From now until the 2021 NFL Draft takes place, we hope to showcase as many prospects as possible and examine both their strengths and weaknesses. Most of these profiles will feature individuals that the Pittsburgh Steelers are likely to have an interest in, while a few others will be top-ranked players. If there is a player you would like us to analyze, let us know in the comments below.
#32 Monty Rice/ LB / Georgia. – 6’0 1/4″, 238lb
-Plays with good speed and explosiveness for the position
-Can work around blocks and through the trash around the LOS in pursuit of the football
-Has good closing speed on the ball carrier
-Has the instincts and functional athleticism to cover backs and tight ends
-Capable zone dropper in coverage that reads the QB’s eye well
-Moves well laterally, keeping his shoulders square to the LOS as he makes his read
-Shoots his hips through as a tackler and plays well behind his pads
-Quick to trigger downhill if needing to fill against the run or when sent on the blitz
-Has the skillset and background to be a good special teams player
-Lacks ideal bulk and length that you would like to see for the position
-Can be engulfed by size should he get picked up by offensive linemen at the 2nd level
-Will have a tough time fighting off blocks as a pass rusher or in run defense
-Isn’t incredibly twitchy in terms of changing direction or adjusting against elusive ball carriers
-Can struggle to bring down power runners at times due to lack of size
-Lack of splash plays in four years of game action for the Bulldogs
-Senior prospect from Huntsville, Alabama
-Appeared in 14 games as a true freshman, with 22 total stops (10 solo), two TFLs,
-Played in nine games as a sophomore, starting five contests and recording 59 total tackles (25 solo), 1.5 TFLs, a sack and a forced fumble
-Played and started in all 14 games, recording 89 total tackles (50 solo), three TFLs, and 3 PBUs
-Started eight of ten games played as a senior, notching 49 total tackles 30 solo), four TFLs, a sack, two forced fumbles, and a fumble recovery for a TD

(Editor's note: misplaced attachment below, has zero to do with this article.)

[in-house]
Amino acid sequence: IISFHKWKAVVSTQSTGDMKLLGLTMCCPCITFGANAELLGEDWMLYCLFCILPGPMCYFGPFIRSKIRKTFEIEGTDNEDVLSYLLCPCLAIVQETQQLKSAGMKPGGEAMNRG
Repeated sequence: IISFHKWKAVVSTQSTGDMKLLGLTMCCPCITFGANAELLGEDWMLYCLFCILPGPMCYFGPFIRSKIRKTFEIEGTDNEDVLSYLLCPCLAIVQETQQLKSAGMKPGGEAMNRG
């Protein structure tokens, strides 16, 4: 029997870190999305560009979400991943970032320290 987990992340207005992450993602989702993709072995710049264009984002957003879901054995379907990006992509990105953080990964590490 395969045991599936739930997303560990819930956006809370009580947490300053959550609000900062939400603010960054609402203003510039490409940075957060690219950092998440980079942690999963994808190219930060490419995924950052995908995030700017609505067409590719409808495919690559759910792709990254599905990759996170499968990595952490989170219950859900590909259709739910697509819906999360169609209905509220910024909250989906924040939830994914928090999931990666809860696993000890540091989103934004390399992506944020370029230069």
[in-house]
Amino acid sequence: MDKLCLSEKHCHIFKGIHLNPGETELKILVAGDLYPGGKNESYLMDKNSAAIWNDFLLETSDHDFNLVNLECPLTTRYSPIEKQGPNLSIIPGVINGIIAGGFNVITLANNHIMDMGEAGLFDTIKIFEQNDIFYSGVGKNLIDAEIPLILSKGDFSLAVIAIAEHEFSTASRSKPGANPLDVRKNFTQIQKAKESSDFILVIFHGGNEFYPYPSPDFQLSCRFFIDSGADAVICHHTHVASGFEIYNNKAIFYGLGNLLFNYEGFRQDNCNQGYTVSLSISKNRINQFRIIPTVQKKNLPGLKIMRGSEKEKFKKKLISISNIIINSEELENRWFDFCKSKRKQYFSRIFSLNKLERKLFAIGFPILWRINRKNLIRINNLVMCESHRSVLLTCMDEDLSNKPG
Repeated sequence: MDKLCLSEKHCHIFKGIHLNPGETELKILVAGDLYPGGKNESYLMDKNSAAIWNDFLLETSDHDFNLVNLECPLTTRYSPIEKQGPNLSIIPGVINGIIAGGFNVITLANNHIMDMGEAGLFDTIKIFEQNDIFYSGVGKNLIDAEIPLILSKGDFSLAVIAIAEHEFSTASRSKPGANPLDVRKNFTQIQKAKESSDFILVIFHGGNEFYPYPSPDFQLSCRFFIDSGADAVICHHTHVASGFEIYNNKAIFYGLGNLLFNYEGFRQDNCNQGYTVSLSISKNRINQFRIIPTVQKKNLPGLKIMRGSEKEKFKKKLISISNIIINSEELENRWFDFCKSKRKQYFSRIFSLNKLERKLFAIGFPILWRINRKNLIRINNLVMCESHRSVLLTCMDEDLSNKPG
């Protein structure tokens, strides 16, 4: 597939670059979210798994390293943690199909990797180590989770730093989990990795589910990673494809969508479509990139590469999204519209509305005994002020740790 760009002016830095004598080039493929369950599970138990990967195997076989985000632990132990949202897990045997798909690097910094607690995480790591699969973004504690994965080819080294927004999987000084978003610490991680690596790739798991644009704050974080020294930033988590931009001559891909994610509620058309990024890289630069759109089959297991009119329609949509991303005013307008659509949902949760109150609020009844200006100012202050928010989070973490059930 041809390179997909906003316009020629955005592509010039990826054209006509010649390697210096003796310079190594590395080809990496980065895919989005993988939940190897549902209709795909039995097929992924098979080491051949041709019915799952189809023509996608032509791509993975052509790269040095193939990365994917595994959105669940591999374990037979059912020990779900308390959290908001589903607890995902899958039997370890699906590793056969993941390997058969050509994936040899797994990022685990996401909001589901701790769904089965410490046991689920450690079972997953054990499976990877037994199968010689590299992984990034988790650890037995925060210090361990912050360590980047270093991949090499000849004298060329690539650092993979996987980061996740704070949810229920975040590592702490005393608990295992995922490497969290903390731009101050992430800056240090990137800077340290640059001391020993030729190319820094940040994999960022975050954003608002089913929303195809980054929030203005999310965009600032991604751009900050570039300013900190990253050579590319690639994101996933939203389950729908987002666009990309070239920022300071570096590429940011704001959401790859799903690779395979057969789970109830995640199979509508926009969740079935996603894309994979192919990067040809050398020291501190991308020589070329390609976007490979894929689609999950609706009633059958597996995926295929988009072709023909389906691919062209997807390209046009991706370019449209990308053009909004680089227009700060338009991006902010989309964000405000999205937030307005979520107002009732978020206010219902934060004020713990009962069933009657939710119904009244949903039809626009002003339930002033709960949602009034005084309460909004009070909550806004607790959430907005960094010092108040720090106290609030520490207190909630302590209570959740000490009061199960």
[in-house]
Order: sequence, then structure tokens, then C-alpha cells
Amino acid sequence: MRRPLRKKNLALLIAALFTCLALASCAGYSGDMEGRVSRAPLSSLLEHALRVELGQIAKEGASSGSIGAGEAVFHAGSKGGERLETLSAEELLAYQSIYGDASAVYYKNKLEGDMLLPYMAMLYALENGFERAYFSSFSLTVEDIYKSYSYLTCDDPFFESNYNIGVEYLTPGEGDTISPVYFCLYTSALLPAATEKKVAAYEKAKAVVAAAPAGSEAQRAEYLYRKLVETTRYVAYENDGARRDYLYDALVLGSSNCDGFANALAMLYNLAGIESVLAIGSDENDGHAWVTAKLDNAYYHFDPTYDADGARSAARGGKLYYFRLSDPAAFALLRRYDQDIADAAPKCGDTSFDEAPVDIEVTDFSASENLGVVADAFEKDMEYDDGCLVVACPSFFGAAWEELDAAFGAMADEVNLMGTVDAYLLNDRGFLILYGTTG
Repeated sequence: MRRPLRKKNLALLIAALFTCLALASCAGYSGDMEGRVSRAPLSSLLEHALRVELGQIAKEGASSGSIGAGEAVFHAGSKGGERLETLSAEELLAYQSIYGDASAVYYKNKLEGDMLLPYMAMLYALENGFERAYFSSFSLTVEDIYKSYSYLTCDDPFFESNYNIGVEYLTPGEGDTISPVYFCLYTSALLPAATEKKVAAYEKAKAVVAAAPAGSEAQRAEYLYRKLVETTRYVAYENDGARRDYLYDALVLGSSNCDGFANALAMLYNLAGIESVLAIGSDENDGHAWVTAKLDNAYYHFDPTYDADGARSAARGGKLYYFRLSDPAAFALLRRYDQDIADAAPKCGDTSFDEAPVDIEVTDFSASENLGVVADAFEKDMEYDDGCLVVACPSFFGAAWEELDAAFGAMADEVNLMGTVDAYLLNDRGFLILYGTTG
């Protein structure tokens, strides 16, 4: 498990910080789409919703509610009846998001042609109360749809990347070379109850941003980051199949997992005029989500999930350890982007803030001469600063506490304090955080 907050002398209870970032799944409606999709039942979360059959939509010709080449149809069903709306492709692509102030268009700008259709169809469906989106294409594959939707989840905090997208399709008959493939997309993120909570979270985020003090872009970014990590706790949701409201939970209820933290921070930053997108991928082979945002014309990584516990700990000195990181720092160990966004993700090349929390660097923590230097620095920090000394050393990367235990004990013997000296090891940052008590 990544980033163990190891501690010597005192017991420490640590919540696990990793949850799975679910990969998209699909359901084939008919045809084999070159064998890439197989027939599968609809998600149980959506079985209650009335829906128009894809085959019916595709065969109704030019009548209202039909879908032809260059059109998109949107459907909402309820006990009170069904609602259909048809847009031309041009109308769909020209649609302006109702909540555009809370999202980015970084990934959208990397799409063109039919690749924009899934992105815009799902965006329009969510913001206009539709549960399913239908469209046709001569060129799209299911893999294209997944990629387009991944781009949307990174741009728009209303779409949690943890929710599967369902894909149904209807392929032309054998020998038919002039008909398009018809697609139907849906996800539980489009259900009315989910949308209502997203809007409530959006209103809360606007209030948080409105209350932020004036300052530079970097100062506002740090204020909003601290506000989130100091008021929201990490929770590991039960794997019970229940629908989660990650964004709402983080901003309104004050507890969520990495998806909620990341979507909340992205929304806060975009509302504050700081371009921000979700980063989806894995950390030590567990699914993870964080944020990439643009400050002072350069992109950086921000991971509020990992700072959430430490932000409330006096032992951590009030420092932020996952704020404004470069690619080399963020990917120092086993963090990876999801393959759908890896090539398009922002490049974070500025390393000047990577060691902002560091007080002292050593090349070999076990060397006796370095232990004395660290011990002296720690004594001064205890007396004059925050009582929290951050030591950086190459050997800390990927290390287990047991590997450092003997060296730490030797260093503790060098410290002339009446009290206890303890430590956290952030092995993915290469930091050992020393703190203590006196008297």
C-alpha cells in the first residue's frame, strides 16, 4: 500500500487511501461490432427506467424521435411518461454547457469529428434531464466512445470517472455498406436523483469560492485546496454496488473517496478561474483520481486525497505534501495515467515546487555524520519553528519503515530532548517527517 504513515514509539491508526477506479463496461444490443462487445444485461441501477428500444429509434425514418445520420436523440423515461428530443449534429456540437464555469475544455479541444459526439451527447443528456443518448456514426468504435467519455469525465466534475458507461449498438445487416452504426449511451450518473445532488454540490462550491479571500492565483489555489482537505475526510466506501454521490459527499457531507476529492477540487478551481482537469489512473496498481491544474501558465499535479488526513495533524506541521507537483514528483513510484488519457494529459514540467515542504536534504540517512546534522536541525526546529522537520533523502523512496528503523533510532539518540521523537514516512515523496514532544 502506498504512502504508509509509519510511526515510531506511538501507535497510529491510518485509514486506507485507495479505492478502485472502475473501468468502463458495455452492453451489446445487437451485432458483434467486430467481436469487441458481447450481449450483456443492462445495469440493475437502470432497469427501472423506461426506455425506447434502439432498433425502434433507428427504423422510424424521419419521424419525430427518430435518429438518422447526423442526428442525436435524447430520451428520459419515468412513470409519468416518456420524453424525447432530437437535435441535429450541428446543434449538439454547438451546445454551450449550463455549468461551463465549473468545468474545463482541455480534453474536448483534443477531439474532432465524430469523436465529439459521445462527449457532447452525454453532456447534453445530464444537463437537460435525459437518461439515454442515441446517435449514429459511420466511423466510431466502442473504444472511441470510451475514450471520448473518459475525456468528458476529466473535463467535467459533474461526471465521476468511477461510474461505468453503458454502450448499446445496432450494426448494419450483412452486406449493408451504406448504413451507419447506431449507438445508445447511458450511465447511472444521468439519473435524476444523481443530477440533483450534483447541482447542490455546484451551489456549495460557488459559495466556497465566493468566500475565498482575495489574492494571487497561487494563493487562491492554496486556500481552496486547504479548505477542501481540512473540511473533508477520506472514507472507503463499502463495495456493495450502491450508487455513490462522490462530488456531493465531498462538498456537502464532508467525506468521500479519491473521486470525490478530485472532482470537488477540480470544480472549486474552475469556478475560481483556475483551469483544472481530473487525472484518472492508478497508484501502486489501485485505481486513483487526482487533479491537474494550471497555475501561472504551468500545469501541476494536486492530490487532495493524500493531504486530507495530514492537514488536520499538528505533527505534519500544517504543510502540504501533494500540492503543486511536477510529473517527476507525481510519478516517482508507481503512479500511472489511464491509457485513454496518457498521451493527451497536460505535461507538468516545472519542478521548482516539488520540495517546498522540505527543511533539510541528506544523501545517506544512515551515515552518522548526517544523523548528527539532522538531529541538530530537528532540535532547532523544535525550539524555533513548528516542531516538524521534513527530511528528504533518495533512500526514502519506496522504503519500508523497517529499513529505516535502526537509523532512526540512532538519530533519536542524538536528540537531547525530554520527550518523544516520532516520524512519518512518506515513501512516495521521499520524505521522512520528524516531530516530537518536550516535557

-Dealt with a foot injury for over half the 2020 season, but played in all but one game
-All-SEC 2nd Team in 2019, All-SEC First Team in 2020
Monty Rice is another one of the Bulldog defenders looking to hear their names called in the 2021 NFL Draft. Rice was Georgia’s defensive leader the past two seasons, making the calls and manning the middle. Rice has shown some versatility as an off-ball linebacker, being able to line up in the middle or outside, as well as split out in the slot against tight ends and other receivers. Rice is a player that possesses good speed and smarts, relying on his eyes to make his reads pre-and-post snap on the ball.
Here on this play against Auburn, Rice shows his instincts and play recognition. On the snap, Rice starts to make his zone drop in the middle of the field. However, he sees the QB’s eyes go to the running back leaking out to the flat and breaks on the ball, showing good pursuit and closing speed as he brings down the back for minimal gain.
Here is another example of Rice’s run-and-chase ability as a off-ball linebacker against Georgia Tech. On this play, he reads the motion of the receiver across the LOS as he leaks out into the flat and breaks on the receiver taking a great angle to make a play on the ball, ultimately knocking the ball out.